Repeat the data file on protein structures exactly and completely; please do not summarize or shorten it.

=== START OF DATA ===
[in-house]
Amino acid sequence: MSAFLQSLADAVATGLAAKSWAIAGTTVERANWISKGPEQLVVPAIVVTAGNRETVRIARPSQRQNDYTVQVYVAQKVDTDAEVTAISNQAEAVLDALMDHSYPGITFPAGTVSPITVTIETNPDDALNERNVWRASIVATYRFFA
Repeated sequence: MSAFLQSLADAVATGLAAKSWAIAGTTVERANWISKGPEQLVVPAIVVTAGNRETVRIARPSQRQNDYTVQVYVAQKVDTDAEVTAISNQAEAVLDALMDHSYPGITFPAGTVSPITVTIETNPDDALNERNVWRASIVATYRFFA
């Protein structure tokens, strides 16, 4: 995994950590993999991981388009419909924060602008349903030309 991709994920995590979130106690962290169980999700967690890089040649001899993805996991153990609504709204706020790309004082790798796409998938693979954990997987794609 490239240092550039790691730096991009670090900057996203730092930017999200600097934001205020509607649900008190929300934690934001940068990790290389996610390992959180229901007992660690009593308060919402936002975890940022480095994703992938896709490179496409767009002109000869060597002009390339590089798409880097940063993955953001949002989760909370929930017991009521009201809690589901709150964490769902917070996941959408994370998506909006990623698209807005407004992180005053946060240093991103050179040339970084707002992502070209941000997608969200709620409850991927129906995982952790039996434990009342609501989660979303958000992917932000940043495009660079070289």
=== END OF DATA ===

[in-house]
Amino acid sequence: MSAFLQSLADAVATGLAAKSWAIAGTTVERANWISKGPEQLVVPAIVVTAGNRETVRIARPSQRQNDYTVQVYVAQKVDTDAEVTAISNQAEAVLDALMDHSYPGITFPAGTVSPITVTIETNPDDALNERNVWRASIVATYRFFA
Repeated sequence: MSAFLQSLADAVATGLAAKSWAIAGTTVERANWISKGPEQLVVPAIVVTAGNRETVRIARPSQRQNDYTVQVYVAQKVDTDAEVTAISNQAEAVLDALMDHSYPGITFPAGTVSPITVTIETNPDDALNERNVWRASIVATYRFFA
């Protein structure tokens, strides 16, 4: 995994950590993999991981388009419909924060602008349903030309 991709994920995590979130106690962290169980999700967690890089040649001899993805996991153990609504709204706020790309004082790798796409998938693979954990997987794609 490239240092550039790691730096991009670090900057996203730092930017999200600097934001205020509607649900008190929300934690934001940068990790290389996610390992959180229901007992660690009593308060919402936002975890940022480095994703992938896709490179496409767009002109000869060597002009390339590089798409880097940063993955953001949002989760909370929930017991009521009201809690589901709150964490769902917070996941959408994370998506909006990623698209807005407004992180005053946060240093991103050179040339970084707002992502070209941000997608969200709620409850991927129906995982952790039996434990009342609501989660979303958000992917932000940043495009660079070289």